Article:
Shell Exploration & Production Co. said last week that the Mars Tension Leg Platform (TLP) is currently producing 190,000 boe/d (gross), which is a 20% increase over pre-Katrina rates. As announced in late May, the Mars TLP resumed production ahead of schedule earlier this summer and was even producing slightly above its pre-Katrina rates in July (see NGI, May 29).
The Mars platform is connected to the Mississippi Canyon pipeline. It was producing 150-170 MMcf/d of natural gas and 150,000 b/d of oil prior to Katrina.
According to Shell, the Mars platform sat in “Katrina’s eye” for about four hours, absorbing 80-foot waves and wind gusts exceeding 200 mph. The TLP floating structure and wells survived the extreme Katrina weather conditions, but the platform drilling rig and some major elements of the topsides production equipment were heavily damaged (see NGI, Feb. 13).
“Many of the talented individuals who have restored this important asset were dealing with their own personal recovery, yet they never wavered in their commitment to help Shell restore its operations and increase America’s energy production,” said Marvin Odum, executive vice president, EP Americas.
In repairing the facility, Shell said it took three months of preparation and planning to successfully lift and remove the damaged Mars platform rig in two pieces from its awkward, toppled position on the platform deck. Lifting the toppled drilling rig structure was an industry first, the company said.
“It takes a major engineering feat to lift a 670-ton tangled steel structure from a web of knotted facilities and processing equipment,” the company stated. “Another first was repairing the oil and gas pipelines 3,000 feet below the water’s surface, utilizing the Shell Deepwater Repair Kit. Being able to repair the pipelines on the sea floor meant repairs were finished much earlier than using a traditional method.”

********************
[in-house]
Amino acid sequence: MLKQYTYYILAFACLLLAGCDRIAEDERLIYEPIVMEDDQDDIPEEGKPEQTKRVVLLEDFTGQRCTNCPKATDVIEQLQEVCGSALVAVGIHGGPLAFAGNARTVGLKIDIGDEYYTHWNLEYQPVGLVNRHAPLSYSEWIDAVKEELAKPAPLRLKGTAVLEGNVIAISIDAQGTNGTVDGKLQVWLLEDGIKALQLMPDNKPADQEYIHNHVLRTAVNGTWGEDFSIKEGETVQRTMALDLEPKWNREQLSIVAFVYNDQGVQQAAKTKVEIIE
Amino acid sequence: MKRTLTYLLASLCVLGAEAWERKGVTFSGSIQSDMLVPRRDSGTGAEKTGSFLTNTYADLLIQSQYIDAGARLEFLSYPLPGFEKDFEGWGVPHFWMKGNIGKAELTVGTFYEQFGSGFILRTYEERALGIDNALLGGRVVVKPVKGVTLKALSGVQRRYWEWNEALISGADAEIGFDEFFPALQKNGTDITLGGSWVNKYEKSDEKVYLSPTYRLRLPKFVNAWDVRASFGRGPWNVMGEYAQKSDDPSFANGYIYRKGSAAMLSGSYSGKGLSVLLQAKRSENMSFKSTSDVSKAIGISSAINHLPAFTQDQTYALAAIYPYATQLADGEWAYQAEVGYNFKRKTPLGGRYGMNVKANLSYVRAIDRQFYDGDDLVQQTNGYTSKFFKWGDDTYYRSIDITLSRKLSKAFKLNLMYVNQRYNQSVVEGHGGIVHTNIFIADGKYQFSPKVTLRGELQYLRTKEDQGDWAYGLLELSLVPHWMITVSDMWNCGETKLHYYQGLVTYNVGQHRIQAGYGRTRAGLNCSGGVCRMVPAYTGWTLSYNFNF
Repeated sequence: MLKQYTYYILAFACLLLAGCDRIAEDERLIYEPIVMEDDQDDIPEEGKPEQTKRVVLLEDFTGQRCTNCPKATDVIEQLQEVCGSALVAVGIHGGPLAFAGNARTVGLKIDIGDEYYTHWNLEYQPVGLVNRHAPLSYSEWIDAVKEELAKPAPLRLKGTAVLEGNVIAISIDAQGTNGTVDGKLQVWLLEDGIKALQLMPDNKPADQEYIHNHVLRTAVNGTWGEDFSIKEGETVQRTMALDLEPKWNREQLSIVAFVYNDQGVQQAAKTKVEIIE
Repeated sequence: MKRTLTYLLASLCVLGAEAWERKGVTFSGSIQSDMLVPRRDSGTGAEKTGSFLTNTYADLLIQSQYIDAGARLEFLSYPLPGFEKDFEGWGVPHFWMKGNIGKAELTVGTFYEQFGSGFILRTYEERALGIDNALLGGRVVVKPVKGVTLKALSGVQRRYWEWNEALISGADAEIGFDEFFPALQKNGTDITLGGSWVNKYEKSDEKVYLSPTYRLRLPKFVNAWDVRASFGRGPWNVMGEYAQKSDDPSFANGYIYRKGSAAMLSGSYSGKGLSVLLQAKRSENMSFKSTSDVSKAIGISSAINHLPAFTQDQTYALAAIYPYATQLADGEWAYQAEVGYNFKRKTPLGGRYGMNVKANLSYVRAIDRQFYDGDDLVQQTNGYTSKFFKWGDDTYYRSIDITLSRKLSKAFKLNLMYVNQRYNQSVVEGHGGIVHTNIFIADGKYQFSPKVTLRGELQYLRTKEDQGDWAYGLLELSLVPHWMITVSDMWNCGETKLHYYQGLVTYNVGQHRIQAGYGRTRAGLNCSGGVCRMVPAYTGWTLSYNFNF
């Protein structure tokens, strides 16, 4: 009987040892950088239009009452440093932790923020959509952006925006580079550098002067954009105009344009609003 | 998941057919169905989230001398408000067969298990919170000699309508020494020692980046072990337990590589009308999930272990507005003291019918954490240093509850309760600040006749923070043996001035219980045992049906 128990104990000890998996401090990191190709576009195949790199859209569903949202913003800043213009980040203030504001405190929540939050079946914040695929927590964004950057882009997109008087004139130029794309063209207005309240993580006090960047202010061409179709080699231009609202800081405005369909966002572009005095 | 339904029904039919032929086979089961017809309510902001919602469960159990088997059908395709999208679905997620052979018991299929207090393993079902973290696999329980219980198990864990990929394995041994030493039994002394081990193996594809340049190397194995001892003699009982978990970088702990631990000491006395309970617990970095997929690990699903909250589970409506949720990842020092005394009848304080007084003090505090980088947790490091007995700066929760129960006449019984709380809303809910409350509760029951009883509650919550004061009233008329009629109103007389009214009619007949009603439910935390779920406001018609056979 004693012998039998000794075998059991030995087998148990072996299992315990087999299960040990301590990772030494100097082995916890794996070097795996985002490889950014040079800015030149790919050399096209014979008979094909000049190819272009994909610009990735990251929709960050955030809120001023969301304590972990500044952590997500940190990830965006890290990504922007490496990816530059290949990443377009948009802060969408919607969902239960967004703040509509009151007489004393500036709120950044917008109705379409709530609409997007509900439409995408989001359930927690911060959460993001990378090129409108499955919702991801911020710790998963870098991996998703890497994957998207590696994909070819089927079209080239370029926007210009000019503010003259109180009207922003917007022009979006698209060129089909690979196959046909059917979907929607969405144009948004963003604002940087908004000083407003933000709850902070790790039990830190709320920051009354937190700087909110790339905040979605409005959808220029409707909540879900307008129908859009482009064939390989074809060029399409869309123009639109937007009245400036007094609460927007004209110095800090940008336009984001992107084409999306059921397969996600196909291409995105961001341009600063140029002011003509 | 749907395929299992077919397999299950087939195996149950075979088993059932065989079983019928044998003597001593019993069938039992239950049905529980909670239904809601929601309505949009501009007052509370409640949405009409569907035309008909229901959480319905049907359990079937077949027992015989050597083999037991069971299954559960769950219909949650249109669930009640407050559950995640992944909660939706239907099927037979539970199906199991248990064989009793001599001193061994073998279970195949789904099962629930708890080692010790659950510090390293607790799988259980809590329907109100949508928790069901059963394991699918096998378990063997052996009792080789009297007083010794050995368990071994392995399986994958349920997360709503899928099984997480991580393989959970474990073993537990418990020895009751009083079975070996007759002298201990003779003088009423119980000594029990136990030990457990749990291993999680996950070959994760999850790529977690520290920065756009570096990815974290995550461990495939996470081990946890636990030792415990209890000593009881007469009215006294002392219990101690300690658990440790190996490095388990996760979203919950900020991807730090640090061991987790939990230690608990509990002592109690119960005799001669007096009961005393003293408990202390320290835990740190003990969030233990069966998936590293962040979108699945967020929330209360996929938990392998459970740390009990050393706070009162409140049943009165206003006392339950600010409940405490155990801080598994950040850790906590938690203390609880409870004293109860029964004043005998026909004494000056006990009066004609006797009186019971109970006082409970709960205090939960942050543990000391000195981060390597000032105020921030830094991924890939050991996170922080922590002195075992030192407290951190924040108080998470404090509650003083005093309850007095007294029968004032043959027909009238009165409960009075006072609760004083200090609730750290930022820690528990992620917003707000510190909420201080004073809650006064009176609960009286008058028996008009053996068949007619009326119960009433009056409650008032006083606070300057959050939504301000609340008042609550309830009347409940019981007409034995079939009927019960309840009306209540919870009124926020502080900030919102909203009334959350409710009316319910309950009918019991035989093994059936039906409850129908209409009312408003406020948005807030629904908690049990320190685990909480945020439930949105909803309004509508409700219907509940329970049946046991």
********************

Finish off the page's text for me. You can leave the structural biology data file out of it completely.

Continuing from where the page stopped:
Shell said repairing the platform involved a workforce of 500 people and represented more than one million man-hours, during which time there were no recordable injuries.
According to the Minerals Management Service’s final report June 19, a total of 935.7 MMcf/d of Gulf of Mexico natural gas production was still off-line because of damage caused by hurricanes Katrina, Rita and Wilma in 2005. On the oil side, 179,970 b/d of oil production was still shut in on that date.
Since Aug. 26, 2005, a total of 803.6 Bcf of natural gas production has been deferred due to the storms, which equates to just over 22% of the annual gas production from the Gulf (3.65 Tcf). A total of 166.3 million bbl of oil was shut-in, which is equivalent to 30.377% of the yearly production of oil from the Gulf (547.5 million bbl).
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